Damage to the pelvic organs will be limited with a stage 2 diagnosis. Adhesions and scar tissue are minimal.
Stage 3 endometriosis
With a stage 3 diagnosis, the endometrial tissue is found deeper. The tissue is beginning to infiltrate organs in the pelvic region.
Scar tissue and thick adhesions are present. Small cysts are present on one or both ovaries.
Stage 4 endometriosis
The fourth and final stages of endometriosis are considered severe. By stage 4 endometriosis, the tissue is affecting several organs in the pelvic region.
Thick bands of adhesions and scarring will be more pronounced. Large cysts will be present on one or both ovaries.
Stage 4 endometriosis symptoms
Stage 4 endometriosis symptoms vary from woman to woman. The symptoms of stage 4 endo aren’t necessarily more severe than the symptoms of a woman with stage 1.
The symptoms seem to vary from woman to woman rather than from stage to stage.
Stage 4 endometriosis surgery recovery
Endometriosis surgery is usually performed via a laparoscope and has a short recovery time. After a laparoscopic procedure to remove the adhesions, you should be able to resume normal activity within a couple of days.
Stage 4 endometriosis life expectancy
Endometriosis is a chronic condition that can be debilitating. Although it can affect your quality of life, it isn’t considered to be a fatal disease.
Endometriosis is associated with a small number of potentially fatal conditions, such as small bowel obstruction and ectopic pregnancy.
Endo is also associated with an increased risk of miscarriage and infertility.
For these reasons, it’s important to seek medical help if you think you might be suffering from this condition.
Does endometriosis get worse over time?
Endometriosis doesn’t necessarily worsen over time. Some women with endometriosis find the condition remains the same even if it’s left untreated. However, this isn’t the case for all.
It isn’t yet understood why the severity of endometriosis varies between women. More research is needed to understand more about this condition.
Make sure you check out BellyBelly’s article about endometriosis treatment options by our Women’s Health and Reproductive Medicine expert, Dr. Andrew Orr.
If endo is affecting your daily life, the endometrial tissue needs to be removed. Your healthcare provider will talk to you about the benefits and risks of surgery and you’ll be able to ask any questions you might have.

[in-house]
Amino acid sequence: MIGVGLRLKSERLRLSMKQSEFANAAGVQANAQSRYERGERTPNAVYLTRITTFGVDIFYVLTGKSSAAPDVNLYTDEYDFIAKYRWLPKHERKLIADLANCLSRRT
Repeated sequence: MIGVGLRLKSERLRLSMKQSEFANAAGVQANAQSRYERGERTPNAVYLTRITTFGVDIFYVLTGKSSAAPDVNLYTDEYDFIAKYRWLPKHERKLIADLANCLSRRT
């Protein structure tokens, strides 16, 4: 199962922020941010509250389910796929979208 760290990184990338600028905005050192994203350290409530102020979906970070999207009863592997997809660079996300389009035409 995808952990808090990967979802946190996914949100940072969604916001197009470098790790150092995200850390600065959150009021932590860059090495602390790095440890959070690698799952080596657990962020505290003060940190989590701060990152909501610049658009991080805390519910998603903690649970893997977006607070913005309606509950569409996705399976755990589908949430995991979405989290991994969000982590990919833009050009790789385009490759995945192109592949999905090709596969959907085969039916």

Dr. Andrew Orr has recorded a video that explains more about endometriosis surgery.
You can watch it on his website.
Can endometriosis be cured?
Although there’s no known cure for endo, it’s possible to treat the condition.
For chronic endometriosis that’s affecting your daily life, you will need surgery. A qualified gynecologist, who is experienced in laparoscopic surgery, can perform the procedure to remove visible endometriosis lesions.
After the surgery, a multimodality team approach will help you get the best results. Acupuncture, Chinese medicine, lifestyle management, and a healthy diet (paleo or low carb are ideal) can all help to manage your ongoing symptoms.
Your treatment plan should be tailored to your specific needs and symptoms. It’s important to work with healthcare providers who understand your symptoms and who take a proactive approach to this condition.
If you’re struggling with the emotional toll of ongoing pain, counseling will be beneficial. It’s important to talk about how you’re feeling.
There are support groups where endo sufferers can share their experiences and hear from others who are battling the same condition.
Will a hysterectomy cure endometriosis?
There are a lot of unknowns when it comes to women’s health. Unfortunately, even some doctors are misinformed as to the best treatment options for endometriosis.
A hysterectomy will stop you from having periods, so this will end your period pains. However, if the endometrial lining has spread outside of the uterus, hysterectomy isn’t a cure.
If your endo is affecting only your uterus, a hysterectomy could be a treatment option. If it’s reached other parts of the body, such as the fallopian tubes, a hysterectomy might not provide much relief.
BellyBelly has an informative article about hysterectomy and endometriosis that covers this topic in much more detail.